"Co-production essentially turns Chinese regulators into the most influential stakeholder in the filmmaking process."
But can all of those elements come together to create success at the box office? On its opening weekend in China, "The Great Wall" brought in $67 million, making it the country's fourth-biggest debut of 2016; but since its release two months ago, the $150 million-budget film has grossed $170 million in China and $224 million worldwide.
Compared to the success of Legendary's "Warcraft" in China last year (which made $220 million in China in its first month, despite tanking at the U.S. box office), "The Great Wall" has some catching up to do.
Kokas said the advantage that "Warcraft" had was the opportunity to tap into a pre-existing brand, rather than try and draw audiences in with an entirely new story. "'The Great Wall' does star Matt Damon, but there have been several Matt Damon films released recently in China, and there was not the same amount of pent-up demand for a Matt Damon film as for a studio adaptation of World of Warcraft," she said.
But the lower-than-expected numbers have also been explained by Chinese officials as the fault of early critics, whose "vicious and irresponsible" reviews have hurt films at the box office.
When it comes to the casting controversy brought on by Damon's casting, Zhang says he thinks the criticism missed the point.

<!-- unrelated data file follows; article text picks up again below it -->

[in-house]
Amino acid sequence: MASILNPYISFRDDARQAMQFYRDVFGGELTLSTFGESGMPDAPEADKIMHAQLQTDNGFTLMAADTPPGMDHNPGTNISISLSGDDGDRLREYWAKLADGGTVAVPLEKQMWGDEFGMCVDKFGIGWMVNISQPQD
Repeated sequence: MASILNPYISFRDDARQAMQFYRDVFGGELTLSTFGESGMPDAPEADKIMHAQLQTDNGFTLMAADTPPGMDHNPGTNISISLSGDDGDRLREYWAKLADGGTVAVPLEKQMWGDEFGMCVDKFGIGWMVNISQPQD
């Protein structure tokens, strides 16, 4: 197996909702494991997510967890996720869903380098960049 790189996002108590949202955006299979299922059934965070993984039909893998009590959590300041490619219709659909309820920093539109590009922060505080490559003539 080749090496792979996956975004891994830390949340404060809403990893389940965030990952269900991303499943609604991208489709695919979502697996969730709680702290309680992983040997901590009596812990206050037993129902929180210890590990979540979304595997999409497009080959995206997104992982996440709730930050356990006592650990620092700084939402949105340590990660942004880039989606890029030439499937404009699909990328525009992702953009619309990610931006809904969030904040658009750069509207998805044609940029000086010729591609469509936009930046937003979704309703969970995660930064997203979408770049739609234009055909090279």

"The female lead is also Chinese as well, and there’s a lot of other Chinese characters in the movie," Zhang said, referring to the army leader played by Jing Tian (who notably is set to appear in two upcoming Legendary Productions films, "Kong: Skull Island" and "Pacific Rim"). "The story itself, I feel, is very natural. It makes sense that there’s a character that traveled along the Silk Road and got to China."
Damon said he hopes those who criticized "The Great Wall" last year will see the film before judging.
"I’ll be interested if people see the movie and realize the whole idea is that it was an 'East meets West' co-production, giant monster movie where monsters are attacking and the humans are fighting the monsters, and there’s a lot of heroes," Damon said. "We’ll see if there’s a controversy after people actually see the thing."